Minister for Finance Paschal Donohoe has announced an income tax package to the value of over €1.1 billion.

The standard rate cut off point will be increased by €3,200 to €40,000, with proportionate increases for married couples and civil partners.

The Irish Tax Institute said this change, along with the cost of living package of measures will help this group of taxpayers in the current inflationary environment.

"The decision to raise the entry point to the higher rate of income tax rewards middle-income earners who have shouldered more than their fair share of the burden of our highly progressive tax system over recent years," said Colm Browne, President of the Irish Tax Institute.

However, Marian Ryan, Consumer Tax Manager at Taxback.com said the move doesn't go far enough.

"We believe the Government should have increased the level at which people hit the higher rate of income tax to €50,000 - as this would have made a huge difference to all those battling with rising living costs," she said,

"Instead, taxpayers will go onto the higher rate of income tax once they earn €40,000 - which is still well below the average Irish wage of €45,324," she added.

The main tax credits, including Personal, Employee and Earned Income Credit, will also increase by €75.

Minister Donohoe said the Home Carer Tax Credit will increase by €100, to support stay at home parents.

In his Budget speech, Minister Donohoe said, "There are so many people who work hard, but whose earnings push them outside of access to social welfare benefits. We need to help them too, we need to put money back into their pockets."

The Minister announced the increase of the second USC rate band (2% rate) from €21,295 to €22,920 in line with the 80% per hour increase in the national minimum wage recently agreed by this Government.

"The increase in the USC band will ensure that full-time workers on the minimum wage will remain outside the top rates of USC, while also giving a modest benefit to all workers whose income is above that amount," he said.

A third rate of income tax is not being introduced in Budget 2023.

The Minister said further analysis of the Tax Strategy Group would give options to Government on additional policy levers in future budgets to make our income tax system more balanced and effective.

Minister Donohoe said this analysis will assist government in arriving at an informed decision in a timely manner.

He said were the Government to opt for the introduction of a third rate of income tax, it would require considerable change to the systems in both the Revenue Commissioners and payroll providers; changes that will need significant lead-time to implement.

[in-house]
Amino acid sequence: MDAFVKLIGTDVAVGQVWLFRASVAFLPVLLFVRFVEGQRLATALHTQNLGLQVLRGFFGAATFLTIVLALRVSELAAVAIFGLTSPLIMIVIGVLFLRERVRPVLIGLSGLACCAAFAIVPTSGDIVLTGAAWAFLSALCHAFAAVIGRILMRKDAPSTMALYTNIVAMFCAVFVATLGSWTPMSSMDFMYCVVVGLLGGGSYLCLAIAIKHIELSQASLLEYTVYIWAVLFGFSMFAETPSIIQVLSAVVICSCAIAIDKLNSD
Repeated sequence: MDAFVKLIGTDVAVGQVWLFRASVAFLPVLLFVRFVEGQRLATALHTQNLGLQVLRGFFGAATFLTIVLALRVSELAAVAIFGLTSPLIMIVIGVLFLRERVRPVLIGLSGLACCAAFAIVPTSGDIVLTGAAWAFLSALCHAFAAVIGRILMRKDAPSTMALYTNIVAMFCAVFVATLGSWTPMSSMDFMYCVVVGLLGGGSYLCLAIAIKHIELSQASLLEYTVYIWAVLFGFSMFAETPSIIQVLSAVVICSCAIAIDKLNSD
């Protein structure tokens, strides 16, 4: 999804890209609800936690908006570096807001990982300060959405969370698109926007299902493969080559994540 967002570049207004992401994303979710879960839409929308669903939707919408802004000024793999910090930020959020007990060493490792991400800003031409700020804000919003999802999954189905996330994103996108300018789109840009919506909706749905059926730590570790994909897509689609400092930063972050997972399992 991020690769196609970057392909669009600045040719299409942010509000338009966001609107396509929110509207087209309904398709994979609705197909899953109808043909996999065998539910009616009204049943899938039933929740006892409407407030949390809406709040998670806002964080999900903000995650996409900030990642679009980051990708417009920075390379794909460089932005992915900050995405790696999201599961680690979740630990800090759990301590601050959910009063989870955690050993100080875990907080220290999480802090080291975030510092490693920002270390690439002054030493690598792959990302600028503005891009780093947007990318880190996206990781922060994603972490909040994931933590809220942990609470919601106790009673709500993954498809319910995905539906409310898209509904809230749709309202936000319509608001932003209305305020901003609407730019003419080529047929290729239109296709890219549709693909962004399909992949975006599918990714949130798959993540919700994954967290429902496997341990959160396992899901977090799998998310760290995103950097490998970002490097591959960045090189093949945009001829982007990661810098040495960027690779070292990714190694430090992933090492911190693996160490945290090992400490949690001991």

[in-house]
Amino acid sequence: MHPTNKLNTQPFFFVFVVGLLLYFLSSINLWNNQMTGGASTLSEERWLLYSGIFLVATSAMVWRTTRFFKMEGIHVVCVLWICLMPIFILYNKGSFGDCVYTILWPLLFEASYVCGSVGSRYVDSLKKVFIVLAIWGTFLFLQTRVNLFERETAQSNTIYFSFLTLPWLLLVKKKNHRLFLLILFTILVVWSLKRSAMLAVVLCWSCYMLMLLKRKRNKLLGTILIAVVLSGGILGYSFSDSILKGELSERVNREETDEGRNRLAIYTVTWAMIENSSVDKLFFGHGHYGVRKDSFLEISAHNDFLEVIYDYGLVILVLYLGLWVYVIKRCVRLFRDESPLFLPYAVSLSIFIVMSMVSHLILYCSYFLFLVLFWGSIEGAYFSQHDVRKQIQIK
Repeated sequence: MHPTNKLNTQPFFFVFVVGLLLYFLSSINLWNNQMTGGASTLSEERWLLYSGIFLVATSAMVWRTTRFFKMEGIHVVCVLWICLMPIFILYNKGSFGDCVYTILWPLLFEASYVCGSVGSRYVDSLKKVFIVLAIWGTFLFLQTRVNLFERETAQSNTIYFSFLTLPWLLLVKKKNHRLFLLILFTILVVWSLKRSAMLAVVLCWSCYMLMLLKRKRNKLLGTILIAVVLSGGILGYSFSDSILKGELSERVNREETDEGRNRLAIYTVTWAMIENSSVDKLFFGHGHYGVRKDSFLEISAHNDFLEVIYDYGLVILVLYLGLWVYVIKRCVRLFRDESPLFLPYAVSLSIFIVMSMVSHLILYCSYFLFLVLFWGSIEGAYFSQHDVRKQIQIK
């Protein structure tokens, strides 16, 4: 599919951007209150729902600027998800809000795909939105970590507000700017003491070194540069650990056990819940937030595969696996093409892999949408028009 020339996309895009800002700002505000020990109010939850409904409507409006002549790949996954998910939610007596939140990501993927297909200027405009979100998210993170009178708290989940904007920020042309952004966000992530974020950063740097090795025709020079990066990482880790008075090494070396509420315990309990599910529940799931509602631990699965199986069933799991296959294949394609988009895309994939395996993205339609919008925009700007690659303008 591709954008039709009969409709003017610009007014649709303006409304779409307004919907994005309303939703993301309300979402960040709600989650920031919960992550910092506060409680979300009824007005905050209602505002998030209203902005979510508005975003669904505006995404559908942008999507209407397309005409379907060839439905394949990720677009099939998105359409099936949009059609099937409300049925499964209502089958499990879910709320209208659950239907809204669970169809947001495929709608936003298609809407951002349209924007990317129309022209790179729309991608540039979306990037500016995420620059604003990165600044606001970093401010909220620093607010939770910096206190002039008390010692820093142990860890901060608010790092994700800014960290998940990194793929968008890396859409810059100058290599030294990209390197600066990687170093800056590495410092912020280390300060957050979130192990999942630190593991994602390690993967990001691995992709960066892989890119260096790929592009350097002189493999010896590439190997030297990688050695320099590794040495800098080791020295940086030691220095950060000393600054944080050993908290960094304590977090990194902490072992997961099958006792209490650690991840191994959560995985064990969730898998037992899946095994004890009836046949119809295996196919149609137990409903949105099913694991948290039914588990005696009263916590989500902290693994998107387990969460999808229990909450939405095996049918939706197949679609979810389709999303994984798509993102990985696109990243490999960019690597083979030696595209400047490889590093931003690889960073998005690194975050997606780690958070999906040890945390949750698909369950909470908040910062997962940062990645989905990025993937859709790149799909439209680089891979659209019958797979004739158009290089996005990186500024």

"We are advised that this could be done for January 2024," the Minister told the Dáil.

He said the Department of Finance will engage with the Revenue Commissioners on the necessary preparatory work, in advance of a policy decision being made by Government.

The Residential Development Stamp Duty Refund Scheme is to be extended to the end of 2025, the Minister for Finance has announced in today's budget.

Under the scheme, which has bene in place since 2017, a portion of the stamp duty paid on the acquisition of non-residential land is refunded when the land is subsequently developed for residential purposes.

The net minimum stamp duty payable after a refund is 2%.

The normal rate for non-residential property is 7.5%.

"To the end of 2021, this scheme had been availed of in respect of projects that have delivered over 15,000 residential units," Minister Donohoe explained.

A vacant homes tax has been announced which will apply at a rate of three times the local property tax rate that applies to the dwelling.

The tax will apply to residential properties which are occupied for less than 30 days in a twelve month period.

"There will be a number of exemptions to ensure that owners are not unfairly charged where the property may be vacant for a genuine reason," Paschal Donohoe said in his speech.

The tax will operate on a self-assessment basis and will be administered by the Revenue Commissioners.

"Maximising the use of existing housing stock is also a key objective of this Government," Minister Donohoe said.

The Minister also announced the removal of VAT on life-saving defibrillators from January 1.

A zero rate of VAT will be applied to hormone replacement and nicotine replacement therapies, as well as the small number of period products that are currently subject to a 9%cent rate.

Labour Finance spokesperson Ged Nash has described tax cuts announced in today's Budget as "really inequitable and "favouring those with the most."

Mr Nash told RTE’s News at One that those who need the most support from the state did not get it.

"This looks like a big ball of money that Government is about to spend in once off measures but that doesn’t take the bare look off Budget 2023.

"When the dust settles what we’re really dealing with here is a €12 below inflation increase in social welfare weekly rates. That’s way behind the rate of inflation.

"It doesn’t keep up with the rising cost of practically everything.

"This is a case of business as usual once we disregard the once off payments that will be made over the next few weeks."